DIY Fabric Name Labels

how to make fabric labels
Now that my little ones are in school, and now that we are back in the Midwest and dealing with significantly more layers than we had in Miami, it’s time to refresh our stash of fabric name labels. These are great for sewing into hats, scarves and mittens for winter, and the extra set of clothes the teachers like to have on hand at school. They are also great for nap blankets, lunch bags and jackets. Basically, if you can sew onto it, you can use these labels on it.

This tutorial should equip you with everything you need to know to make your own set of fabric labels.


*Note:  these are not affiliate links, just examples of the products I personally use.

Step 1:  Type and Print
I use Microsoft Word for this step.  Using your space wisely, you can get a lot of names on a single page.  Your first step is to type the name a bunch of times, getting as many to the page as possible.  The second, very important, step is to reverse the font.   We do this so that the type is printed backwards on the iron-on transfer paper, then when we iron onto the twill tape (step 2), the name reads the right way.

In Microsoft Word, you have to use a few tricks to do this.  The first thing to know is that you need to type each name in a text box.  To add a text box to the page and reverse the text:


  • Click then the drop down arrow for and choose .  This will drop a text box into your document.
  • Highlight the text provided, and add your child’s name.  Center the text.
  • Then, to get rid of the black border, click on the text box and under choose then .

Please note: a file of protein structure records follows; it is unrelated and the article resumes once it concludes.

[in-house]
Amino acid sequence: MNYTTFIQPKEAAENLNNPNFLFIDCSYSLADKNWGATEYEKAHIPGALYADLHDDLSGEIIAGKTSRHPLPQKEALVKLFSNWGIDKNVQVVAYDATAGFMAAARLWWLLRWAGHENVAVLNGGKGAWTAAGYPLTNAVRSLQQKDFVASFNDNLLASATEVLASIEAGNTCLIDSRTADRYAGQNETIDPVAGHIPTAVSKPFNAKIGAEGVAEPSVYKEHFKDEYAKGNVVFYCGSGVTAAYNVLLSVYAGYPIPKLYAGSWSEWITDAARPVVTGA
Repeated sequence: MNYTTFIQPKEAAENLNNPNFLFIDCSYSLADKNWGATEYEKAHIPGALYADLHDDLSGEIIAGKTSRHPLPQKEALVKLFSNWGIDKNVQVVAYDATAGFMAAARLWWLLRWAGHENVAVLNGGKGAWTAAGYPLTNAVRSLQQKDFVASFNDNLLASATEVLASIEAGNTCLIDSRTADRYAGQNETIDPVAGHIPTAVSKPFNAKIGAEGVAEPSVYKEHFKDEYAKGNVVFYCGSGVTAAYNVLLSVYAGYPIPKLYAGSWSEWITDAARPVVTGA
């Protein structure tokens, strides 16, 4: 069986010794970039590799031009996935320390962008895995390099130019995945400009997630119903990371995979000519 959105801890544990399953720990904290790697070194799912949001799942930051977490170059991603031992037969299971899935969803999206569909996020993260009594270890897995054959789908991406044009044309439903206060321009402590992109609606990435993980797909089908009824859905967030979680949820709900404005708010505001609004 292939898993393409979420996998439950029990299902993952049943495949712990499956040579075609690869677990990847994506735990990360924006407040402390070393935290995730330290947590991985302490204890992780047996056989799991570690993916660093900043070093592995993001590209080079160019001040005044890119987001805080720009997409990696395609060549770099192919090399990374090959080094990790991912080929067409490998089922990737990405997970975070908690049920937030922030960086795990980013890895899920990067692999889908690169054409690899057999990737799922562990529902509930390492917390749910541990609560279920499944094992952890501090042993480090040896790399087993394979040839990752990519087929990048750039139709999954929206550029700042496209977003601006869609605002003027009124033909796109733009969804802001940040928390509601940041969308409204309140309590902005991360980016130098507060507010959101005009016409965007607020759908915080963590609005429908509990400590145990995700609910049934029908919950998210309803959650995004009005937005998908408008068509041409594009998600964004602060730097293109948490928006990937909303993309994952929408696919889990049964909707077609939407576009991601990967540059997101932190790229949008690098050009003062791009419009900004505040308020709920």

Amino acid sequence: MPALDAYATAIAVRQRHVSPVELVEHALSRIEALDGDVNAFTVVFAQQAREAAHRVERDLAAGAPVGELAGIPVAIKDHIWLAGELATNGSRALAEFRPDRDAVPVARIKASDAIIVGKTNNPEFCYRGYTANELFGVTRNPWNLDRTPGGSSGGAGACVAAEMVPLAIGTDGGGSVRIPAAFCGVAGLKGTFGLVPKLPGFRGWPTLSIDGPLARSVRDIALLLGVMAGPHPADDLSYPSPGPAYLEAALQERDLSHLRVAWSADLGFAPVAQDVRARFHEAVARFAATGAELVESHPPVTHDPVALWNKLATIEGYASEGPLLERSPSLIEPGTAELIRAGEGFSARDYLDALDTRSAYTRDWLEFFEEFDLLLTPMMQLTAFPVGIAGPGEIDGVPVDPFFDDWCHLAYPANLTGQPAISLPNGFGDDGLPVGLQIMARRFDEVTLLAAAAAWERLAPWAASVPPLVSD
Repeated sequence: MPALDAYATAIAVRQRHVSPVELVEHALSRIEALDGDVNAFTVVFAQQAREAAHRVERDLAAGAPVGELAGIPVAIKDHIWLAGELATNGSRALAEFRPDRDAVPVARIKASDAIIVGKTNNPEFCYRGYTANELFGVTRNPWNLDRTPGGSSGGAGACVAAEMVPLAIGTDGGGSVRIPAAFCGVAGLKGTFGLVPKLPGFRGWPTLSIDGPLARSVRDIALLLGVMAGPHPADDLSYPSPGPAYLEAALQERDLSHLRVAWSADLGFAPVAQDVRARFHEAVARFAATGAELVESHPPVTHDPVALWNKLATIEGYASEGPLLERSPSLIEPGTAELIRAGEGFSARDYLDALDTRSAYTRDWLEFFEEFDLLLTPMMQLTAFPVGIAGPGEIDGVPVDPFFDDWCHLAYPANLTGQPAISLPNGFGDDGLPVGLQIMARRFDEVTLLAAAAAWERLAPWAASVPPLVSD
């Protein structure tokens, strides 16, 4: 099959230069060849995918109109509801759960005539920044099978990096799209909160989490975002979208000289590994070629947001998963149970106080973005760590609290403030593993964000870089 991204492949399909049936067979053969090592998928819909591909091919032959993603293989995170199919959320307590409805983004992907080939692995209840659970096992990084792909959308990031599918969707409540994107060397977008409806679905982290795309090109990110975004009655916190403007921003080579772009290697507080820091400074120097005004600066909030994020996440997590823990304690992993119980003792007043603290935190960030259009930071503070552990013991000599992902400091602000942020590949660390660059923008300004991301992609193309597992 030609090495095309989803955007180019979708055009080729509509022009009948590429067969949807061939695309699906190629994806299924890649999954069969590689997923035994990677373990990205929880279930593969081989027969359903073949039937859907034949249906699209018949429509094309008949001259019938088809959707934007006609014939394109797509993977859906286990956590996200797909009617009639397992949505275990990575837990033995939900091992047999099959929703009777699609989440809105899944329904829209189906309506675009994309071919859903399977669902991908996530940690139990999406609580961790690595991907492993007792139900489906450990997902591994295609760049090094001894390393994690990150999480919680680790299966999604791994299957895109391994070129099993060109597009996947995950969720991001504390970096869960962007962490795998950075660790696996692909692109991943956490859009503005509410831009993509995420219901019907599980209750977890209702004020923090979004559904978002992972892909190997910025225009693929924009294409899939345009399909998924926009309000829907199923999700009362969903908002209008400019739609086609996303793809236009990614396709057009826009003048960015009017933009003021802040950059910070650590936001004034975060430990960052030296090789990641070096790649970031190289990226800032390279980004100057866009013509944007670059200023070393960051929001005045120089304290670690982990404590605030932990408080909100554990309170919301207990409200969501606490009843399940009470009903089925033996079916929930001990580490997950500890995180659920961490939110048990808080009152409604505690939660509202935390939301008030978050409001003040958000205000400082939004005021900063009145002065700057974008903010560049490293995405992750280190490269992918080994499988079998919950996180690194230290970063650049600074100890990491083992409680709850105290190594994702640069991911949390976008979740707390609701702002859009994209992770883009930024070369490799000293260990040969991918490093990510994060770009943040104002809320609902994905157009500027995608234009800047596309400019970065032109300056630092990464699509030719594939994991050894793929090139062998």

To reverse the text:


  • Right click on the text box and choose
  • In the box that appears, choose at the very top
  • Then choose just below that (the outlined A)
  • Under change the X-rotation to 180 degrees.  Your text is reversed!

Now using your copy-paste feature, make copies of that reversed text and place them all over your page.  Here’s a snapshot of mine all printed out:


A few things to consider:

  • Remember the height of your twill tape (mine is 1/2″) and be sure to leave a little room at the top and bottom.  Different fonts have different heights even at the same font size, so your test print will help with size.
  • You can change colors!  I make a rainbow of different colored names so that I can match the garment.
  • Leave a little space on all sides of the text so that you can easily cut around it.

Finally, do a test print on regular paper to make sure everything prints as expected, colors are easy to read, and font sizes aren’t too big or too small.  Then, following the instructions that came with your paper, print on your iron-on transfer paper.

Step 2:  Iron On
This step may vary depending on instructions that came with your iron-on transfer paper.  For the paper I use, I need a very hard “ironing board” covered by something slightly soft.  I use an old wooden cutting board with a crisply ironed, also old, pillowcase on top.  You want a hot iron with no steam, so no water in the reservoir.  Once you have your iron and board ready:

  • Cut out each name on the printed transfer paper.  You can cut close to the name, and want to make sure that your final cut transfer paper isn’t taller than your twill tape (if it is, when you iron, you’ll get transfer on your ironing board).
  • Think about how you want to sew your labels into your garments.  I like to have options, so some of my labels get sewn in on a side seam which means the twill tape is folded over before sewing.  This means I need twice as much twill tape for that label – half that has the name and half that is plain white.  Other labels I like to sew flat, so I just need twill tape that is slightly larger than my name, leaving room on each side to fold the cut edge under for sewing.
  • Iron and cut!

I keep about 20 of these name labels on hand in a variety of shapes and colors for each of my kids so that I can add them to whatever needs labeled.  They tuck neatly into the top of my sewing machine tool box, easy to grab and quick to sew in!